Student, faculty give back after South Africa trip

WKU faculty stand by the ocean in Hermanus, South Africa on May 24, 2015. The International Year Of … (IYO) program is designed to provide the WKU campus and surrounding community with a rich, complex sense of place and interconnectedness through a year-long celebration and emphasis on a single country/region. The Zuheir Sofia Endowed International Faculty Seminar (ZSEIFS) is a key component of the IYO and is intended to enhance the overall objectives of the IYO through an intense interdisciplinary development opportunity for faculty centering on the region/country of focus.

Emma Austin

WKU students are encouraged to participate in cultural awareness programs and study abroad to obtain a global learning experience. Every year, this cultural awareness is brought to the school through the International Year Of program, which is highlighting South Africa. 

Over the summer, a group with the Zuheir Sofia Endowed International Faculty Seminar travelled to South Africa to collect material to bring back for the program. 

“Essentially, the ZSEIFS functions as a study abroad program for faculty,” said Katherine Paschetto, the programming coordinator of WKU’s Office of International Programs. “The goal is to deepen participants’ understanding of and connection to the country so that they can impart that new knowledge to their students during the subsequent IYO and for years to come.”

ZSEIFS is incorporated into IYO, a program in its second year, which is designed to connect students on campus with cultures from around the world by featuring a single country throughout each school year.

“This program is designed to give the WKU campus and surrounding community a deeper and more nuanced understanding of the world around them,” said Paschetto. “The IYO program strives to both seed and foster global awareness, intercultural sensitivity and intellectual curiosity.”

During the summer trip, Tyler Essary, a senior from Prattville, Alabama and the Herald’s multimedia editor, was able to experience the culture and landscape of South Africa with 11 faculty members.

“It was almost like two countries in one. Half of it was like Southern California. The other side of the road was townships, like shantytowns,” he said.

After spending time documenting each side of life in South Africa, Essary wanted to do something to help the children and families he met in the townships.

Essary decided to use his photos to create a gallery, currently on display in Spencer’s Coffee. The project is titled “After Apartheid” and provides viewers with a meaningful glance into what life is like in the South African townships. Each photograph on display is available for purchase. 

All proceeds will go to Masinyusane, a nonprofit that works to meet the needs of families in South African townships. The organization places a particular emphasis on providing children with education that will open up opportunities to help them succeed in life.

“It was really important for me to do the photo gallery because I wanted to give back. The people were so inviting, so welcoming,” Essary said. “I would love to go back and do more hands-on service.”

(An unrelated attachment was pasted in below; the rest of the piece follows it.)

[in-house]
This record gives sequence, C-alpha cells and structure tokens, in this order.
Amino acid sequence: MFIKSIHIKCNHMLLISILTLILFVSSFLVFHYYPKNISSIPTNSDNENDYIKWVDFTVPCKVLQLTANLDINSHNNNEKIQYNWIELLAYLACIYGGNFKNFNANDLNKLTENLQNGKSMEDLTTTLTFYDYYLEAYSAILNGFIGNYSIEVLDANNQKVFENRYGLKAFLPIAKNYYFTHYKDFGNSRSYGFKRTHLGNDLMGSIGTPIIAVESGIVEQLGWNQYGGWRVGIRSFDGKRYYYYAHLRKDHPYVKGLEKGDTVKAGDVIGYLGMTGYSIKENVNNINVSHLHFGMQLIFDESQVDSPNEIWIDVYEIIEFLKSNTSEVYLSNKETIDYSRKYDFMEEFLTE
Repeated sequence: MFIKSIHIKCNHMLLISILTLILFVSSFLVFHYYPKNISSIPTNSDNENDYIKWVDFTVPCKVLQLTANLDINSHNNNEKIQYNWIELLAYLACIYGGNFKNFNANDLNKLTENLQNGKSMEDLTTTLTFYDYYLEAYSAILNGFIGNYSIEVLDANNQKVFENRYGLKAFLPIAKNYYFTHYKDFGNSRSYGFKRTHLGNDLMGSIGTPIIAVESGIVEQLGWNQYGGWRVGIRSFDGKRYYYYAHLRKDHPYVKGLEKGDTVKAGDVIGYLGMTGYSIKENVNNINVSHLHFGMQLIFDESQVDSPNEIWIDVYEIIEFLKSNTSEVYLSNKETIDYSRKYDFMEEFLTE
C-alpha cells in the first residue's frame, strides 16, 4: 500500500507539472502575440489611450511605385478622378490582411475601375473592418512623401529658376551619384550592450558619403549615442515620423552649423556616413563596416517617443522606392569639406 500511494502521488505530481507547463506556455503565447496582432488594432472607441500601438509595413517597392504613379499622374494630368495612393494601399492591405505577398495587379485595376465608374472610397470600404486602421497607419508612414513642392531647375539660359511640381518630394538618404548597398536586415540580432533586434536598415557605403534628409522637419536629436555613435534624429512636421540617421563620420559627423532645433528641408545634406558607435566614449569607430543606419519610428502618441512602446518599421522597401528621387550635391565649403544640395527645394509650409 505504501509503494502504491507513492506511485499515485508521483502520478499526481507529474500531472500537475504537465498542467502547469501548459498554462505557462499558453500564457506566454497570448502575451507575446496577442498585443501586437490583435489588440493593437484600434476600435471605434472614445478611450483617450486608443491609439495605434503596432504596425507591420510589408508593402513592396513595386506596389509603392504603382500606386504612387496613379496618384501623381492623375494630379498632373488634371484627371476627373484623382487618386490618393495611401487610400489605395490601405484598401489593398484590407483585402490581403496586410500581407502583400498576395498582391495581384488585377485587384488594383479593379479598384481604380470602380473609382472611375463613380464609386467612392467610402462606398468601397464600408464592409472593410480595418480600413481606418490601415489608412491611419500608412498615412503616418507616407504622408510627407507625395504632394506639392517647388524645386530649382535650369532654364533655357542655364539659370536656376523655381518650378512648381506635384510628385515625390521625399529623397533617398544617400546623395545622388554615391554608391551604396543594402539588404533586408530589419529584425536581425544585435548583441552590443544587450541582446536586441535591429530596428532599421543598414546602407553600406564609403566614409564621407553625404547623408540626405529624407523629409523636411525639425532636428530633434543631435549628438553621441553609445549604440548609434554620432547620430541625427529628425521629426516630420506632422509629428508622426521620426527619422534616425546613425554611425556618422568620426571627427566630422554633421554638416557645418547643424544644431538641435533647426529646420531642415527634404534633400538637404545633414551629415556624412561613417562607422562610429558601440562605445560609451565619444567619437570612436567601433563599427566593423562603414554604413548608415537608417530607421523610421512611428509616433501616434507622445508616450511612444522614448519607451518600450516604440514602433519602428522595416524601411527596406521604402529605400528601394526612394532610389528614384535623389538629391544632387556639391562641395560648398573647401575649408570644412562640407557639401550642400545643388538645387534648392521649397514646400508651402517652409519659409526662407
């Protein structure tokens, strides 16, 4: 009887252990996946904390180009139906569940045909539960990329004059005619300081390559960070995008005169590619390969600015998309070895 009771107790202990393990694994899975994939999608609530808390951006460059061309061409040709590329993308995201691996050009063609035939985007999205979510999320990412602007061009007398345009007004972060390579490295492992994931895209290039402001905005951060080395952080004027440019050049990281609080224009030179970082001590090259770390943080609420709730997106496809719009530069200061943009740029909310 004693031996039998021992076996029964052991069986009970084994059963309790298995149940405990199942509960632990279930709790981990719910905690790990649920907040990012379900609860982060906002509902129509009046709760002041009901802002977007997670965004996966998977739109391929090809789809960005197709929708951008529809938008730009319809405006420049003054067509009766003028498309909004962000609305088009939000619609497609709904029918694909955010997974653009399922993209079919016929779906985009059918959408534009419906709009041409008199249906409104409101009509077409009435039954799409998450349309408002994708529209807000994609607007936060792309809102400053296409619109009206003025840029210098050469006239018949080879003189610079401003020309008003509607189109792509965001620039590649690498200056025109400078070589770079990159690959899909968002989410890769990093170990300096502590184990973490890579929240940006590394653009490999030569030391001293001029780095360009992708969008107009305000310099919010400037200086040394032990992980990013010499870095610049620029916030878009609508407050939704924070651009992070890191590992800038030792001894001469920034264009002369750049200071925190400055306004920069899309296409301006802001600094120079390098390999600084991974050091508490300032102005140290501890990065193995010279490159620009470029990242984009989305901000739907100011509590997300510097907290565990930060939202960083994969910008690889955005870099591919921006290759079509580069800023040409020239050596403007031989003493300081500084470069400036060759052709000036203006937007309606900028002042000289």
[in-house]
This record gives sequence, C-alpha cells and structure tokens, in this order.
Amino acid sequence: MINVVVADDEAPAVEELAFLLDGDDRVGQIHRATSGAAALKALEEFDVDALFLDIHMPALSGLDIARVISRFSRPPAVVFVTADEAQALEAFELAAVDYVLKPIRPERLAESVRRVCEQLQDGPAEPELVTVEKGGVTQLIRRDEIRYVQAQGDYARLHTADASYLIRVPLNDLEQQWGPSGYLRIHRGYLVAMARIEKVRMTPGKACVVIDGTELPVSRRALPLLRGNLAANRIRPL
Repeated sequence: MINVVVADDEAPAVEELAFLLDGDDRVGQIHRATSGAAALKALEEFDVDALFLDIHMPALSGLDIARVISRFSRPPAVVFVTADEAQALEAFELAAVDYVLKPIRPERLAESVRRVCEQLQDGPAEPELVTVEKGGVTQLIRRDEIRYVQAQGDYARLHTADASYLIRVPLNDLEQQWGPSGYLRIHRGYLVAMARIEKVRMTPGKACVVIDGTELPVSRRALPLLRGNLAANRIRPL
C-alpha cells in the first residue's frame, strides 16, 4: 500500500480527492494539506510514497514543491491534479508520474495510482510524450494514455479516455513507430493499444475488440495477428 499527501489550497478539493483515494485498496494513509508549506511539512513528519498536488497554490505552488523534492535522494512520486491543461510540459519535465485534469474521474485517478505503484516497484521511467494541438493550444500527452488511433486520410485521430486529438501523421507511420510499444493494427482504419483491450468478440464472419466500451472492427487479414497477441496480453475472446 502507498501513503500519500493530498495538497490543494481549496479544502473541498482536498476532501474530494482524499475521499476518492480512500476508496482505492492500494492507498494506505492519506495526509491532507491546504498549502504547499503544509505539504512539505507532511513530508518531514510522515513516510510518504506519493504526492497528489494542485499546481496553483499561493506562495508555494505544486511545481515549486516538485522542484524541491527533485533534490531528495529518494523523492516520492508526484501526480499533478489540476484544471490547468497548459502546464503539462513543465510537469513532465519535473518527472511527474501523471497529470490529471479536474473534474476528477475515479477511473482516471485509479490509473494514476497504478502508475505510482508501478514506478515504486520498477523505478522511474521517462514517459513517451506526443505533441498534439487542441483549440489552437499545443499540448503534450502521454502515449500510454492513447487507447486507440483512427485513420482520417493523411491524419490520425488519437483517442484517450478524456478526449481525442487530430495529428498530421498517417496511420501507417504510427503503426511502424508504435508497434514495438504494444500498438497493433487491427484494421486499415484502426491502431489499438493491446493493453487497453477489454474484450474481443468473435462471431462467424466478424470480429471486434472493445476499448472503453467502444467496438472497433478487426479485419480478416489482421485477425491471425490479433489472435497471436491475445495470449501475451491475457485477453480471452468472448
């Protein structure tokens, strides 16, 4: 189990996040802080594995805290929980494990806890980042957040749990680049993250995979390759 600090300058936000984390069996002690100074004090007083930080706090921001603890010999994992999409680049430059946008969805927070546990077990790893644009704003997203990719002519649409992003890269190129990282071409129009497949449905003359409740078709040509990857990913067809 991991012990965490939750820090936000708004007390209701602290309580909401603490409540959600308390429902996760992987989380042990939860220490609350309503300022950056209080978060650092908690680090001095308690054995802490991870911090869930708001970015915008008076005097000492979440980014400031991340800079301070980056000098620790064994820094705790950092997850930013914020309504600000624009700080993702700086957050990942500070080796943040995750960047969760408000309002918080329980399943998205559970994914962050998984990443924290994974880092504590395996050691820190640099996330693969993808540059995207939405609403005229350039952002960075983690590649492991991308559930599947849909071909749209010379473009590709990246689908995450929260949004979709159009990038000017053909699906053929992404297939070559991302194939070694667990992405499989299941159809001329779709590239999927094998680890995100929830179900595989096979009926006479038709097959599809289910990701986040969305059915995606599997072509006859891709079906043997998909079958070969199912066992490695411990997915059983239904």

Masinyusane believes an important answer to the problem of poverty in townships is education.

“The schools in the townships are appalling,” said Jim McKeown, the executive director of Masinyusane. “Couple that with impoverished communities and the HIV/AIDS pandemic, and you have the disaster that we now experience.”

The organization works to give impoverished children opportunities that will allow them to overcome these challenges.

“I’ve always felt very strongly about trying to do something about global poverty,” said McKeown. “It’s immensely unfair that where a child lives sometimes determines if they live or even how they end up living.”

Many members of the  ZSEIFS South Africa team returned with goals to make a difference on a global scale.

“Since returning from South Africa in June, not only have those faculty been adding new content to courses they teach on a regular basis, but they have also been pursuing other projects independently and collaboratively,” said Paschetto. “Two faculty members made connections with elementary schools in South Africa during the ZSEIFS and have now implemented a sister school program that will connect several elementary schools in the Bowling Green area with schools in South Africa.”

Paschetto said another faculty member started a long-term research project in South Africa and is applying for a Fulbright award so she can return to her work there.

“I think that in a world that’s becoming smaller due to technological advances and the ease of information exchange, achieving these global competencies is becoming increasingly important,” Paschetto said, “regardless of age and educational or professional aspirations.”

WKU’s global outreach does more than just teach Hilltoppers about different cultures; it creates international connections that can change the lives of both students and people around the world.